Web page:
Tuesday, April 2, 2019

WISHYOUAWISH - The Hollies’ Compositions By Others, 1965-1968

Unlike the previous various artists releases Sing Hollies In Reverse on Eggbert Records and Re-Evolution: - FdM Sings The Hollies on the Fruits de Mer label, WISHYOUAWISH is not a Hollies tribute album. At least not in the sense of current acts contributing brand new cover versions. (Sing and Re-Evolution are both great, mind you.) For WISHYOUAWISH, the indie label Teensville Records collected already recorded efforts from the mid-1960s. You won’t find hits like “Look Through Any Window,” “I Can’t Let Go,” or “Bus Stop” because the focus here is on material composed by The Hollies writing team of Graham Nash, Allan Clarke, and Tony Hicks.

That still leaves a lot of brilliant songs. The international collection of artists on WISHYOUAWISH range from well known to obscure; with the stars coming through as expected and several unknowns offering pleasant surprises. This might seem like blasphemy coming from an avid Hollies fan, but I’ve always felt The Searchers’ take on “Have You Ever Loved Somebody?” has more zip than the original LP version. The Everly Brothers’ 1966 album Two Yanks In England featured them covering Hollies originals with the band’s members supporting them in the studio. Their renditions of “Like Every Time Before” and “Signs That Will Never Change” on WISHYOUAWISH shine with those patented Everly Brothers’ harmonies.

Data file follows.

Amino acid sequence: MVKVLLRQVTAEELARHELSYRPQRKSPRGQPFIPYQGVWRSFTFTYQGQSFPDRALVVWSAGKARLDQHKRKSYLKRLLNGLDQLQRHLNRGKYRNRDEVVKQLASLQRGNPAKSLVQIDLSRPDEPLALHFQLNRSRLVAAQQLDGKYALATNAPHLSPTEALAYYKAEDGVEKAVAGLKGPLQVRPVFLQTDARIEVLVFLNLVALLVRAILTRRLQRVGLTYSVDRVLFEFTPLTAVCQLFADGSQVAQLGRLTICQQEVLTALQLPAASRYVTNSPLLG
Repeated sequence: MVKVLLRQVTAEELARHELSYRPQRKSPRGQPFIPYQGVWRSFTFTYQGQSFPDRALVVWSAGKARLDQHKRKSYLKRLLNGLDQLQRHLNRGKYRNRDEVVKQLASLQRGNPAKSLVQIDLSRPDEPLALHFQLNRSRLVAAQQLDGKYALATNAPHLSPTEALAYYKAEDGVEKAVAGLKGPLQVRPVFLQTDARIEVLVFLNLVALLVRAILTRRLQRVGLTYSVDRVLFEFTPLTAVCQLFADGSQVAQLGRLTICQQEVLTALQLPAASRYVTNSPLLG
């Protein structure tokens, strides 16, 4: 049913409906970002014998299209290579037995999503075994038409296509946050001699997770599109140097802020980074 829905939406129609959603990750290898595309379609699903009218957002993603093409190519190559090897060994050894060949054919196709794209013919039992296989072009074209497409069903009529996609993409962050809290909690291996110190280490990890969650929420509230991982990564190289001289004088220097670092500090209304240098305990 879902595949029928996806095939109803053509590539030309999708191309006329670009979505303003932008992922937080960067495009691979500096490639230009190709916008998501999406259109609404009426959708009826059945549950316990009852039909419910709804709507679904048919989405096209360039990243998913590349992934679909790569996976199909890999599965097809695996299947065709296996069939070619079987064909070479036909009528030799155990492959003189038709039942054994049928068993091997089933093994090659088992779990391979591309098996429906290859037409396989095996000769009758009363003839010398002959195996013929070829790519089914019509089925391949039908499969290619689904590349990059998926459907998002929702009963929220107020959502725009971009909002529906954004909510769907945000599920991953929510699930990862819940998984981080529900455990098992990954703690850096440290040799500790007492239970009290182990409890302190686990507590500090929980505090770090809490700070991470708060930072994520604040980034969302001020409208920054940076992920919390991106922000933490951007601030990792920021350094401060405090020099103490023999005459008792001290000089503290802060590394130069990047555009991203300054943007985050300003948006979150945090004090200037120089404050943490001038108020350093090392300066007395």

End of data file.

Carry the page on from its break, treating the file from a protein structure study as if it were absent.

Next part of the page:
A few of the covers haven’t held up well over the decades and might have been too schmaltzy even in their day. Nicky James’s “Would You Believe” pales in comparison to the orchestrated version on the Hollies’ Butterfly album as well as the more rock-oriented version Allan Clarke recorded on a solo effort. The Wildlife sugarcoats the hard-edged blue collar tale of survival “Hard Hard Year,” and The Sidekicks can’t do much with the silly “Fifi The Flea.”

On the plus side, Chicago’s own The Buckinghams rock out on “I’ve Been Wrong,” The Electric Prunes take “I’ve Got A Way Of My Own” into the garage, and Dana Gillespie turns in a sultry rendition of “Pay You Back With Interest.” Keith of “98.6” fame also had a modest hit with the exotic “Tell Me To My Face” and The Strangers recreate the catchy and flirtatious “Step Inside.” Other highlights include Mary McCarthy’s “You Know He Did,” The Berries’ “Baby, That’s All,” and “Put Yourself In My Place” from Episode Six.

“Go Away,” a song The Hollies wrote but never recorded sounds like 1950s do-wop in the hands of The Mirage, and there’s even more fun when the Brazilian duo Deny e Dino perform a rollicking version of “Stop Stop Stop,” translated to “Pare Pare Pare” in their native tongue. “Coming From The Ground” is another composition The Hollies let someone else record, but in this case, Graham Nash and Allan Clarke (and possibly other Hollies) joined in on the recording session. This psychedelic gem was released by the Swedish band The Lee Kings, and would have fit in perfectly on Butterfly.

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